JO: This is my current project, and it’s been a lot of fun. In Plato’s Republic, Glaucon may represent Plato thinking in the guise of a rational choice theorist, or a sophist who was able to make the best possible rational choice argument. And, of course, there’s Thucydides. But there’s a difference between those sorts of thinkers and, say, John von Neumann, or any contemporary game theorist. One obvious difference is that Greeks didn’t do the right sort of math; they didn’t show an interest in expressing problems of choice in algebraic form. There was a lot of sophisticated math done in the Greek world, so it’s not impossible that someone back then was connecting Thucydidean thinking and international affairs through mathematical expression, but we don’t have any surviving evidence of that.
There is something lost in trying to do choice theory without algebra, but, arguably, something is gained: the Greeks are not limited in the ways choice theorists are limited. Mathematically, it’s hard to model games with multiple players. The Greeks might not have anything to teach a contemporary game theorist in terms of formalization, but they allow us to say that there may be some advantages to thinking about how choice, preference and belief work out, in terms of generalizable conditions about human behavior. The Greeks may add some complexity to the story because they were not bound by algebra.
RS: It sounds as if the hope for your model is that it works both ways?
JO: Yes, on the one hand, it offers a pre-history to contemporary choice theory. It answers the worry that game theory and choice theory are simply ways of thinking that are unique to modernity and that could only emerge under the conditions of, say, advanced capitalism or nuclear threat, to take the conditions under which game theory emerged in the twentieth century. But these aren’t the only conditions under which it ever could emerge.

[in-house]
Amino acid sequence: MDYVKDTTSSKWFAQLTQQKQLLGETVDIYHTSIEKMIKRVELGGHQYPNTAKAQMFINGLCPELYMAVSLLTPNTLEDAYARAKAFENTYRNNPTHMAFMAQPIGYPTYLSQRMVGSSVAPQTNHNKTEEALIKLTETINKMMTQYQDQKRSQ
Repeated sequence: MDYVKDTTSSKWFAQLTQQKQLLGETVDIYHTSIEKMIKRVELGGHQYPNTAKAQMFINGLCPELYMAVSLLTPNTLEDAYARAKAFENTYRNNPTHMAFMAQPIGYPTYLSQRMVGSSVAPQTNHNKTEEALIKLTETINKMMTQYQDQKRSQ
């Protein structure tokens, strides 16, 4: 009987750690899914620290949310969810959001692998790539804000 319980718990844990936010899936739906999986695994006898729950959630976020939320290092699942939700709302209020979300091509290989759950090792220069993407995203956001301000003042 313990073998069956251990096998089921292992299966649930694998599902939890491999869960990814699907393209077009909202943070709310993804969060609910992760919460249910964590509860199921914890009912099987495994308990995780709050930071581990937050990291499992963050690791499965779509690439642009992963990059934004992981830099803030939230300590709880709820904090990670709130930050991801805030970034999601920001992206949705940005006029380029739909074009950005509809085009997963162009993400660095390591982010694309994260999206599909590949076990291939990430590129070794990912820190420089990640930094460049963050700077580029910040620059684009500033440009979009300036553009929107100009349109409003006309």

It’s quite right to say Athens is different than modernity, but, on the other hand, I want to push back against hard historicism, which says every historical epic and its way of thinking is unique to its time. If I can show that Plato or Thucydides had the capacity to think in ways that are meaningful to how a contemporary choice theorist thinks, I’ve shown that the way the choice theorist thinks is not unique to the time and place. That’s worth saying, in and of itself. But the other idea is that we could learn something about what’s going on in the Greek texts, through some methods and models that allow us to think with the Greeks. Plato seems to have been working toward the same kinds of problems that I can understand through a Prisoner’s Dilemma game. I can’t get inside Plato’s head or be one of his students, but the game might provide me with a model to better understand what the ancients were thinking. Then, I can return to contemporary models of rationality and think about what we’re now up to, having thought through the problem with the help of the Greeks.
One of the really important things that one sees quickly when dealing with the Greeks is that they were both very interested in the role of rationality in individuals’ and communities’ choice-making and very interested in the limits of rationality. The big question, then, is: when you see non-rational behavior, is it really irrational behavior? Or do we see agents who are, in some fundamental sense, rational, but who are coming up against the limits of their own potential for dealing with the world rationally? These were worries that concerned the Greeks and which concern us today. The Greeks employed the capacity to think in rational terms, and yet they realized that there are always limits to the domain of reason.